My Story

The chronicle of the journey from infertility, to miscarriage, to finally raising twin girls born in June 2012.

Friday, August 17, 2012

Diaper rash woes

Tina has some hard core diaper rash.  I found it while we were getting an ultrasound on her hips on Tuesday and it's NASTY.  Remember, K had her all day Monday which is why I didn't see it sooner.  The doctor gave us some cream that's 3x more potent than desitan but it's not doing anything.  I've had her naked for a day, I've tried having her naked and on her tummy, I've tried smearing this crap on, leaving it off and just letting her be dry, I'm running out of ideas.  She's inconsolable today and I really don't blame her.  I'm about at my wits end because I know it's hurting her, I can't cure it, and I can't seem to comfort her.  And now Charlotte just woke up and is screaming at me after a very short nap.

This sucks.


  1. Yikes. Maybe a cool cloth or something? Take the edge off? Breathe. You are ok. She will be ok.

  2. If it's just a really bad diaper rash plain corn starch might clear it up. But it could be a yeast infection. My kids got them quite often as babies. Iif that's the case you're going to need some nystatin cream from the pediatrician.

  3. My kids have had a few diaper rashes that actually bled. They just take time. It sounds like you are doing all the right things.
    Also my son had trouble with the Pampers baby dry brand (I think-or dry weave). Once we switched diapers he did better.

  4. ^^^ what Jessy said... My son had a yeast infection when he was a couple months old and it was horrible... The Nystatin cleared it up so quickly... might be worth a try?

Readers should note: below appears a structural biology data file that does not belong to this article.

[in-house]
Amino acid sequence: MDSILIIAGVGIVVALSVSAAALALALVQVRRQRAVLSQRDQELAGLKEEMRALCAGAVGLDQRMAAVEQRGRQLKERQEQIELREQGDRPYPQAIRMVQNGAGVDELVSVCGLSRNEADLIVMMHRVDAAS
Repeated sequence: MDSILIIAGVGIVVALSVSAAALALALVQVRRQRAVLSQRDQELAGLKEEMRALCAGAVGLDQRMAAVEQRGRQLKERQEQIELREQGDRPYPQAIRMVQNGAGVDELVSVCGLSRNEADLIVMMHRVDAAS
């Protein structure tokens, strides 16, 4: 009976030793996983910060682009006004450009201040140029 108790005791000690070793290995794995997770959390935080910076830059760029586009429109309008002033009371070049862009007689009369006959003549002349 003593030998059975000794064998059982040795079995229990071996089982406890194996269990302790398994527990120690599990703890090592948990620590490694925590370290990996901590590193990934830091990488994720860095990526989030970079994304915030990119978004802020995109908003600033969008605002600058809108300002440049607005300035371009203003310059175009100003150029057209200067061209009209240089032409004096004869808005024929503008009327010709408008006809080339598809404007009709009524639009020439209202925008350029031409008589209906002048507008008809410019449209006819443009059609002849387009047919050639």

I'm a long time lurker... need to comment more but always feel weird doing that since I don't have a blog of my own. But, I just wanted to let you know that you have another reader out here, rooting for you!

    - Erin B.

  5. Treatment

    The best treatment for a diaper rash is to keep the diaper area clean and dry. This will also help prevent new diaper rashes.

    Always wash your hands after changing a diaper

    Ask your doctor if a diaper rash cream would be helpful. Zinc oxide or petroleum jelly-based products help keep moisture away from baby's skin when applied to completely clean, dry skin

    Avoid using wipes that have alcohol or perfume. They may dry out or irritate the skin more

    Do NOT use corn starch on your baby's bottom. It can make a yeast diaper rash worse

    Do NOT use talc (talcum powder). It can get into your baby's lungs

    Change your baby's diaper often, and as soon as possible after the baby urinates or passes stool

    Lay your baby on a towel without a diaper on whenever possible. The more time the baby can be kept out of a diaper, the better

    Pat the area dry or allow to air-dry

    Put diapers on loosely. Diapers that are too tight don't allow enough air and may rub and irritate the baby's waist or thighs

    Use water and a soft cloth or cotton ball to gently clean the diaper area with every diaper change. Avoid rubbing or scrubbin the area. A squirt bottle of water may be used for sensitive areas